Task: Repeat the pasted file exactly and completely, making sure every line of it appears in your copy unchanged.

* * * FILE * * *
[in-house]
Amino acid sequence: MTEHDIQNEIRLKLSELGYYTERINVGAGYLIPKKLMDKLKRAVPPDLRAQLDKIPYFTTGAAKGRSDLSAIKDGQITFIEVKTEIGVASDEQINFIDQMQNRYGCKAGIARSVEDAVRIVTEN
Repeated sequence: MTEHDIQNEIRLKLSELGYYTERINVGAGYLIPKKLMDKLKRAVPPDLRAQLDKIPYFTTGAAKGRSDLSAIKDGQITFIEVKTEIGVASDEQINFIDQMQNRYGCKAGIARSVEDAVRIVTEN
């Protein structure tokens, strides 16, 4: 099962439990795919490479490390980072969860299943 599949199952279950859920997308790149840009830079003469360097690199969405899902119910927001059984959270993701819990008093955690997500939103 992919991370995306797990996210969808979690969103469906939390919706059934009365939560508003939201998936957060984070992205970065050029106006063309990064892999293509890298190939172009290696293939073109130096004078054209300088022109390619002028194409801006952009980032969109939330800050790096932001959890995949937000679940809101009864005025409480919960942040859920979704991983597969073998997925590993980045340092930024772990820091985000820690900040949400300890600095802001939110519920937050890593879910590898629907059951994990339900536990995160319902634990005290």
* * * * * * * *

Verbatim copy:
[in-house]
Amino acid sequence: MTEHDIQNEIRLKLSELGYYTERINVGAGYLIPKKLMDKLKRAVPPDLRAQLDKIPYFTTGAAKGRSDLSAIKDGQITFIEVKTEIGVASDEQINFIDQMQNRYGCKAGIARSVEDAVRIVTEN
Repeated sequence: MTEHDIQNEIRLKLSELGYYTERINVGAGYLIPKKLMDKLKRAVPPDLRAQLDKIPYFTTGAAKGRSDLSAIKDGQITFIEVKTEIGVASDEQINFIDQMQNRYGCKAGIARSVEDAVRIVTEN
């Protein structure tokens, strides 16, 4: 099962439990795919490479490390980072969860299943 599949199952279950859920997308790149840009830079003469360097690199969405899902119910927001059984959270993701819990008093955690997500939103 992919991370995306797990996210969808979690969103469906939390919706059934009365939560508003939201998936957060984070992205970065050029106006063309990064892999293509890298190939172009290696293939073109130096004078054209300088022109390619002028194409801006952009980032969109939330800050790096932001959890995949937000679940809101009864005025409480919960942040859920979704991983597969073998997925590993980045340092930024772990820091985000820690900040949400300890600095802001939110519920937050890593879910590898629907059951994990339900536990995160319902634990005290």